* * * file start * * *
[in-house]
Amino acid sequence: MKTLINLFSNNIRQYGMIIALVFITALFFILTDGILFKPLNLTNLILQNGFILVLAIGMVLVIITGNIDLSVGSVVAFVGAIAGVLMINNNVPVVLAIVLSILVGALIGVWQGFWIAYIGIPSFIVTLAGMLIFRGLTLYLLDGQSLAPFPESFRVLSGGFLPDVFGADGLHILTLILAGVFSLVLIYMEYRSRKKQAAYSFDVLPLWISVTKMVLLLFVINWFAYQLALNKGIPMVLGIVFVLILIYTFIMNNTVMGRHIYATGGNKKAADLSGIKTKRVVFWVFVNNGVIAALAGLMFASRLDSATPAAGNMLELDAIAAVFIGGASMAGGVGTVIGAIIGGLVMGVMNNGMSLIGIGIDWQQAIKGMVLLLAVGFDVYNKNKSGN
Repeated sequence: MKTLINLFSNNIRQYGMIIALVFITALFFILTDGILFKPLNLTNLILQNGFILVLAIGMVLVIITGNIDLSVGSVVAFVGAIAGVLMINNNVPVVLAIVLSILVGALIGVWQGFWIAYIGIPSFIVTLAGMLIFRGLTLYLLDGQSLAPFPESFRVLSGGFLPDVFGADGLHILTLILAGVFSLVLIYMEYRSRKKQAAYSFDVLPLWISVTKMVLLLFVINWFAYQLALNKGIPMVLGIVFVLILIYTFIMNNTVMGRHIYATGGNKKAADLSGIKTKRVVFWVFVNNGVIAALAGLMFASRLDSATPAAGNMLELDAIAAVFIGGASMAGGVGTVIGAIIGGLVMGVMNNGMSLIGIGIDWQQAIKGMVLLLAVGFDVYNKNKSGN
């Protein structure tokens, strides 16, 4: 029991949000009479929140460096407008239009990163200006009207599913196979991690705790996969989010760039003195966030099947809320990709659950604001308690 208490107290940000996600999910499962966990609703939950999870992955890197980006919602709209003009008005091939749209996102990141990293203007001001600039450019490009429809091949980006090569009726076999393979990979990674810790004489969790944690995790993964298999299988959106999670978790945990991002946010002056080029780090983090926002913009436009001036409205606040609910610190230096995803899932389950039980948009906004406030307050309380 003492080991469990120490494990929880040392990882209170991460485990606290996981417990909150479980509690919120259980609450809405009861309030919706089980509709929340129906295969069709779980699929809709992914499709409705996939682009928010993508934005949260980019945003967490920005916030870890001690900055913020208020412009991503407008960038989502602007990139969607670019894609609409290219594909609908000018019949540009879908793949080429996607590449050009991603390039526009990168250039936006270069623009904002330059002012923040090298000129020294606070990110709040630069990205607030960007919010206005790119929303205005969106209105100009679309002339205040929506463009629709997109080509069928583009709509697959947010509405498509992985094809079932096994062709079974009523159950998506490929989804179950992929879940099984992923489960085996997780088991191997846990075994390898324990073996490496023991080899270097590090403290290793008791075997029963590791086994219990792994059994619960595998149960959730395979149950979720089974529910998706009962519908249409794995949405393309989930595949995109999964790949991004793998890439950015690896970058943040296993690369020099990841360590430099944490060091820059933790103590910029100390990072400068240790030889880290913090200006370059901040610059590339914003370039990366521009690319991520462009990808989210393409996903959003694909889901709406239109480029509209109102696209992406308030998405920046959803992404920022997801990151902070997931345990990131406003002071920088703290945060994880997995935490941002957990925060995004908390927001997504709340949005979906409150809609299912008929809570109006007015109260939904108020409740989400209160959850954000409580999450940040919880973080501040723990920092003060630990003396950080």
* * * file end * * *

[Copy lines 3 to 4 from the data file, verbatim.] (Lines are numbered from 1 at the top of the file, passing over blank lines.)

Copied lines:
Repeated sequence: MKTLINLFSNNIRQYGMIIALVFITALFFILTDGILFKPLNLTNLILQNGFILVLAIGMVLVIITGNIDLSVGSVVAFVGAIAGVLMINNNVPVVLAIVLSILVGALIGVWQGFWIAYIGIPSFIVTLAGMLIFRGLTLYLLDGQSLAPFPESFRVLSGGFLPDVFGADGLHILTLILAGVFSLVLIYMEYRSRKKQAAYSFDVLPLWISVTKMVLLLFVINWFAYQLALNKGIPMVLGIVFVLILIYTFIMNNTVMGRHIYATGGNKKAADLSGIKTKRVVFWVFVNNGVIAALAGLMFASRLDSATPAAGNMLELDAIAAVFIGGASMAGGVGTVIGAIIGGLVMGVMNNGMSLIGIGIDWQQAIKGMVLLLAVGFDVYNKNKSGN
């Protein structure tokens, strides 16, 4: 029991949000009479929140460096407008239009990163200006009207599913196979991690705790996969989010760039003195966030099947809320990709659950604001308690 208490107290940000996600999910499962966990609703939950999870992955890197980006919602709209003009008005091939749209996102990141990293203007001001600039450019490009429809091949980006090569009726076999393979990979990674810790004489969790944690995790993964298999299988959106999670978790945990991002946010002056080029780090983090926002913009436009001036409205606040609910610190230096995803899932389950039980948009906004406030307050309380 003492080991469990120490494990929880040392990882209170991460485990606290996981417990909150479980509690919120259980609450809405009861309030919706089980509709929340129906295969069709779980699929809709992914499709409705996939682009928010993508934005949260980019945003967490920005916030870890001690900055913020208020412009991503407008960038989502602007990139969607670019894609609409290219594909609908000018019949540009879908793949080429996607590449050009991603390039526009990168250039936006270069623009904002330059002012923040090298000129020294606070990110709040630069990205607030960007919010206005790119929303205005969106209105100009679309002339205040929506463009629709997109080509069928583009709509697959947010509405498509992985094809079932096994062709079974009523159950998506490929989804179950992929879940099984992923489960085996997780088991191997846990075994390898324990073996490496023991080899270097590090403290290793008791075997029963590791086994219990792994059994619960595998149960959730395979149950979720089974529910998706009962519908249409794995949405393309989930595949995109999964790949991004793998890439950015690896970058943040296993690369020099990841360590430099944490060091820059933790103590910029100390990072400068240790030889880290913090200006370059901040610059590339914003370039990366521009690319991520462009990808989210393409996903959003694909889901709406239109480029509209109102696209992406308030998405920046959803992404920022997801990151902070997931345990990131406003002071920088703290945060994880997995935490941002957990925060995004908390927001997504709340949005979906409150809609299912008929809570109006007015109260939904108020409740989400209160959850954000409580999450940040919880973080501040723990920092003060630990003396950080």